How it is charged

VIP is a format of using Reserved IP. Its tariffication does not differ from the tariffication of reserved addresses: the IP price per month is displayed in the order window, you pay only for the time from creating the IP to deleting it. For example, if you had reserved an IP and then deleted it after an hour, you will be charged only for an hour of use. The price doesn’t depend on whether the address is assigned to the instance or not.

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How to get a VIP and assign it to several instances to create a fault-tolerant system

  1. In the "Networks" → "Reserved IPs" section, reserve an address in a public or private network (select the one where you want to create a fault-tolerant system).

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  1. Convert your reserved IP to VIP and assign it to instances inside our system. To do this, click the selector next to the IP and select "VIP settings". In the pop-up window, enable the "Is VIP" slider and assign this address to required instances using the "Add Instance" button.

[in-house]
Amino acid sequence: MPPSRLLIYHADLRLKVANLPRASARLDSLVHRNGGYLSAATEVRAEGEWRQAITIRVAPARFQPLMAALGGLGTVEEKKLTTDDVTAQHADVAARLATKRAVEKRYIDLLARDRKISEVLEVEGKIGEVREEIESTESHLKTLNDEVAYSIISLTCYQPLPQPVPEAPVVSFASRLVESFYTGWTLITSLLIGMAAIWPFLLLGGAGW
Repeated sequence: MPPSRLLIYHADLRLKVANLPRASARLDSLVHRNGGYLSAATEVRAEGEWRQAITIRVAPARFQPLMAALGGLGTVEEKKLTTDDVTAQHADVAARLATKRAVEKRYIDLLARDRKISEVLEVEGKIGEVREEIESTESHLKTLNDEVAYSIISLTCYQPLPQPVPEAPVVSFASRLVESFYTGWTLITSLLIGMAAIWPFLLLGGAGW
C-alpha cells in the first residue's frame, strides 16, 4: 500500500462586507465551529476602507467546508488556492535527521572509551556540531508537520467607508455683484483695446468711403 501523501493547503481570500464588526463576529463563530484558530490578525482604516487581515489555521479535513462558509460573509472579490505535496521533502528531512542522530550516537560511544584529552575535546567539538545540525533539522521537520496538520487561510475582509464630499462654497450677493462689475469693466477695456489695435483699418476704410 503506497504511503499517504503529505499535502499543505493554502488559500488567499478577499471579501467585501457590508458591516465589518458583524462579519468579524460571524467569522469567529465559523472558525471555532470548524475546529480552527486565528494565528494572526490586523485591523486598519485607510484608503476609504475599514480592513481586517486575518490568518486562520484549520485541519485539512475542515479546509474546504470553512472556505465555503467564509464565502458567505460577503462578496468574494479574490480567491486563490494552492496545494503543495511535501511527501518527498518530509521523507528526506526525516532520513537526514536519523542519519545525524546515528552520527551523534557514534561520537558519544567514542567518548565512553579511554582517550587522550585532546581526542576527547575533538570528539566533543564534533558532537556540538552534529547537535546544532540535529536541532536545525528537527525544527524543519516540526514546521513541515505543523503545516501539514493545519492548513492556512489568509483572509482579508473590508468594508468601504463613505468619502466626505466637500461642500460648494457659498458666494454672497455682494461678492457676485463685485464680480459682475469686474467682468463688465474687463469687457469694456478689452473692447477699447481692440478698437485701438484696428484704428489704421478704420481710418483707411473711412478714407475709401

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  1. Install keepalived on your instances. The up-to-date instruction for installing it for the required operating system you can find on the Internet. Using the same instructions, edit the keepalived configuration file on the machines: set the state "MASTER" for the main instance, and state "BACKUP" for the backup ones. Also, set the “priority” value, it determines the order with which the VIP will be passed between devices. If the master server fails the address will be transferred to the machine with the highest priority value, if the second machine fails the VIP will go to the next priority device, and so on.